Thu, 8 May 2003 11:43:36 +0300
> The class of recursive (total) functions is not recursively enumerable,
> i.e. not acceptable by a Turing machine. This result can be found in any
> textbook on recursive function theory (ask me off list and I'll dig up a
You lost me there. I thought recursive class is a subset of recursively
enumerable class. Perhaps you are referring to a special case.
> More interestingly, it is possible to (uniformly) define classes of total
> functions that are strictly larger than the primitive recursive class - in
> particular, this is what type theorists spend a lot of time doing. (See,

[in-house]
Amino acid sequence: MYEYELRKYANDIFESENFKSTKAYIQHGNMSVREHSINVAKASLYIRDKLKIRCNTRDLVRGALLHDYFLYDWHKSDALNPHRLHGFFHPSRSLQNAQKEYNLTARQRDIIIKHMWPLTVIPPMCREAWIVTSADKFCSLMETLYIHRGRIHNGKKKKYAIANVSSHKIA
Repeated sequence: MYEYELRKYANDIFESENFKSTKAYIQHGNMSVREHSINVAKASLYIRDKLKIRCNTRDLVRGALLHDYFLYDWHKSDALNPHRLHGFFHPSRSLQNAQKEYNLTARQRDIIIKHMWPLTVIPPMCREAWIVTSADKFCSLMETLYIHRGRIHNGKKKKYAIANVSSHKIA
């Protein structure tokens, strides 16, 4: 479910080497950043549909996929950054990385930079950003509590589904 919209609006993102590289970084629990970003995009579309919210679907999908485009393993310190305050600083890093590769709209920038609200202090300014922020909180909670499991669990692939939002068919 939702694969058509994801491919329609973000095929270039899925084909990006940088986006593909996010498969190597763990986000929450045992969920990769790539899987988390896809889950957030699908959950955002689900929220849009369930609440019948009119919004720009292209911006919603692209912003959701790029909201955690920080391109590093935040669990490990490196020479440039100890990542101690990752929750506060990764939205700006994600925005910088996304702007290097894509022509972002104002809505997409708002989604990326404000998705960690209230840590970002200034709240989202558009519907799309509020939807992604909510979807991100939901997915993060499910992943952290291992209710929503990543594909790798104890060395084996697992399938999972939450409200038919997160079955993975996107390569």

> for example, Simon Thompson's book on Type Theory and Functional
I have skimmed through the following work.
She claims that it is not possible syntactically detect termination, if the
recursion is not based on smaller components at each turn. But I think she
doesn't supply a proof for that.
> Now, a question of my own: is it possible to uniformly define a class of
> functions that have a non-trivial decidable halting predicate? The notion
> of "uniform" is up for argument, but i want to rule out examples like
> Andrew's that involve combining classes in trivial ways.
You lost me once again. What do you mean, could you please eloborate?